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Science-based targets are a solid first step to net zero – then comes implementation

Feb 20, 2023

From our Sustainability Thought Leader Partner, JLL.

ll companies need clear goals and action plans to decarbonize their real estate, yet the range of methods, frameworks and targets available to guide their journey can be overwhelming.

There’s one initiative, however, which increasingly stands out from the crowd. Science-based Targets (SBTs) are fast becoming the gold standard across different countries and sectors.

SBTs show corporates how much and how quickly they need to cut their greenhouse gas emissions to align with the Paris Agreement. The process and methodology for target-setting is determined by the Science-based Targets Initiative (SBTi), which provides guidance and ultimately approves the targets.

Just like the GHG Protocol did for carbon accounting, and the Task Force on Climate-Related Financial Disclosures (TCFD) did for risk disclosure, SBTs could soon reach the critical mass needed to become the global target for reducing greenhouse gas emissions.

This could have big implications for bringing greater transparency to gauging and comparing progress at a company, sector and country level, and ultimately supporting companies in achieving their net zero goals.

Using climate science to reach net zero

Getting the right targets and timeframes in place is critical, yet technically complex. Identifying a baseline to measure against can be resource intensive. If the data is not readily available, particularly for Scope 3, it can be tough to acquire.

Some companies need external support to navigate the complex methodologies and various pathways; we have supported many firms in identifying the best routes to take and the methods to use to have the greatest impact for their business. Then, there are the validation costs from the SBTi.

Growing numbers of companies believe it’s worth the effort. The benefits of adopting SBTs go beyond simply providing credibility and the associated boost in reputation and investor confidence. 

SBTs can drive innovation by changing how a company operates. As the targets cover both direct and indirect emissions, they can support improving energy efficiency and revamping operations through Scopes 1 and 2, as well as driving positive change across supply chains through Scope 3.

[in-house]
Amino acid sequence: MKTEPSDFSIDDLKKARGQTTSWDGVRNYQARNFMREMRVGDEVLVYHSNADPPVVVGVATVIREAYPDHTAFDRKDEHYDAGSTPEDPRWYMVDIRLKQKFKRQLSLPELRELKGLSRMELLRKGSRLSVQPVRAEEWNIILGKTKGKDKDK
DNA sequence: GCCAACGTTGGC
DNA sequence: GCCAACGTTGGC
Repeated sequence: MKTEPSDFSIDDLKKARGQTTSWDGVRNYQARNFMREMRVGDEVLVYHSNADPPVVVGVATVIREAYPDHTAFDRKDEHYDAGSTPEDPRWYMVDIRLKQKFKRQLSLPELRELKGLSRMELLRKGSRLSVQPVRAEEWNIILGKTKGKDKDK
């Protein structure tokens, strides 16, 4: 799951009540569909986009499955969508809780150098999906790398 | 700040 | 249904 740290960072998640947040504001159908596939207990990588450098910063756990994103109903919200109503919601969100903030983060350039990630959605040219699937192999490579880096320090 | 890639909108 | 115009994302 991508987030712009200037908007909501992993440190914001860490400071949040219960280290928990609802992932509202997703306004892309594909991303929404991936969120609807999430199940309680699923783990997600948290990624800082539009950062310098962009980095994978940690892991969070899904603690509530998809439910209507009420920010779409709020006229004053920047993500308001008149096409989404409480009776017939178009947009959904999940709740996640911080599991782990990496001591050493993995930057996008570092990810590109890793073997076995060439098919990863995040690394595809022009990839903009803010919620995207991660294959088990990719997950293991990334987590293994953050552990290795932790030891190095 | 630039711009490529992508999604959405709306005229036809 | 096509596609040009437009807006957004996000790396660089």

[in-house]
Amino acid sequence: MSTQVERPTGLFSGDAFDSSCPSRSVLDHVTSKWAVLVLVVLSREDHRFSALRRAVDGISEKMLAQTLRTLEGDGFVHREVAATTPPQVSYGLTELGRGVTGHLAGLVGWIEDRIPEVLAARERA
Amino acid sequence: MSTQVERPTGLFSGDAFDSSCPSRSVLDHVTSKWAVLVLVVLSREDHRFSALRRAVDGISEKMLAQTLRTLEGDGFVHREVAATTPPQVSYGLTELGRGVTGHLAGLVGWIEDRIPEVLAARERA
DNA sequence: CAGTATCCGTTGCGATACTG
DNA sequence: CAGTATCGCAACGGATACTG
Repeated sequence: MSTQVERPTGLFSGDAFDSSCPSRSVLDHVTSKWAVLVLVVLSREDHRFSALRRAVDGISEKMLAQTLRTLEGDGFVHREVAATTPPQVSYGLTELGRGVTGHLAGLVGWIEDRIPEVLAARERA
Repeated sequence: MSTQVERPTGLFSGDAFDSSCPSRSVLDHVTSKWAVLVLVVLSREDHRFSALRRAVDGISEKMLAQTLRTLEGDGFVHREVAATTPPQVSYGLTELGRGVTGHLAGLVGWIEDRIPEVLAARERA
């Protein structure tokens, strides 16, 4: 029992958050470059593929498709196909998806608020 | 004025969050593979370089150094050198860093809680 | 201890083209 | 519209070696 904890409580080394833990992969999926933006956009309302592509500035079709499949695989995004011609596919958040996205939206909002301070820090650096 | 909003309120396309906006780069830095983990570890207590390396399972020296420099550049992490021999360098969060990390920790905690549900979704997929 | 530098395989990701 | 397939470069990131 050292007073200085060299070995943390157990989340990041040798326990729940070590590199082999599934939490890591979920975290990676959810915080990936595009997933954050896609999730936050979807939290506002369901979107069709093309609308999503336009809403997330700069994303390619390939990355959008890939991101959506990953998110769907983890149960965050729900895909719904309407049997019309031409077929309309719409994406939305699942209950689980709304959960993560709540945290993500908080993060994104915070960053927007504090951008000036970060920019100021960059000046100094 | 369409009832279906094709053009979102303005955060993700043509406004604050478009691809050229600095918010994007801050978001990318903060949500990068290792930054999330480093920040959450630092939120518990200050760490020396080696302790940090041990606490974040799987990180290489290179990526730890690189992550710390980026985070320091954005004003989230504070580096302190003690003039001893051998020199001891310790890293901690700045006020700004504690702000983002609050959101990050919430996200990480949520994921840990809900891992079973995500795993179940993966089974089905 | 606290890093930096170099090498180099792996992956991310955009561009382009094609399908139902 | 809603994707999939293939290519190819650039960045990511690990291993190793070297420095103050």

There are financial benefits too. Companies using SBTs can see cost savings by becoming more energy efficient. Plus, the rise of green finance means more sustainable organizations can get funding at preferential rates. 

Finally, using SBTs can help future-proof a company’s real estate portfolio by readying it for future regulations and building greater resilience against the physical risks posed by climate change.

Yet while there’s no disputing the rigour of linking targets to climate science, they simply show what needs to be done rather than how to do it. That’s when the hard work really starts.

Retrofitting buildings to meet these targets often involves large capital expenditure that must be accounted for and strategically aligned to longer-term plans to avoiding making commitments which companies then fail to meet ten years down the line.

More companies sign up

Demand for SBTs is growing quickly– especially in the face of incoming, and rapidly tightening legislation at a city, national and supranational level. More than 4,000 companies are working with the SBTi and over 2,100 companies have received approval for their science-based targets, up from about 200 in 2019.

JLL is among them. We were the first real estate company to commit to using SBTs to reduce absolute emissions across Scopes 1, 2 and 3 by 51% by 2030 and 95% by 2040.

For now, SBTs are largely geared towards larger companies. Small and mid-sized companies face particular challenges to get their Scope 3 emissions validated due to a very prescriptive definition of a smaller business. This is something that JLL is pushing to change.

The SBTi also continues to evolve. From July 2022, it will only approve targets with a minimum ambition of limiting global warming to 1.5°C of pre-industrial levels on Scope 1 and 2, and to well below 2ºC on Scope 3. Elsewhere, Science-based Targets for Nature are under development, which will massively expand the scope of available targets setting standards, while more engagement with emerging markets and the heaviest polluter industries can help accelerate overall net zero progress.

As more leaders across different sectors sign up, growing expectations that companies must take tangible action on sustainability – and show proof of the results – are driving others to follow suit.

Every company will take its own route to decarbonize its real estate, but what’s key is taking action sooner rather than later – and doing so in a strategic and transparent way. It’s why SBTs are proving so popular and why they can help companies achieve their net zero goals.

JLL’s sustainability experts can help your business to understand more Science-based Targets and how to set the right ones for your business. Contact us for more information:

Bethany Pomiankowski, Sustainability Analyst at JLL

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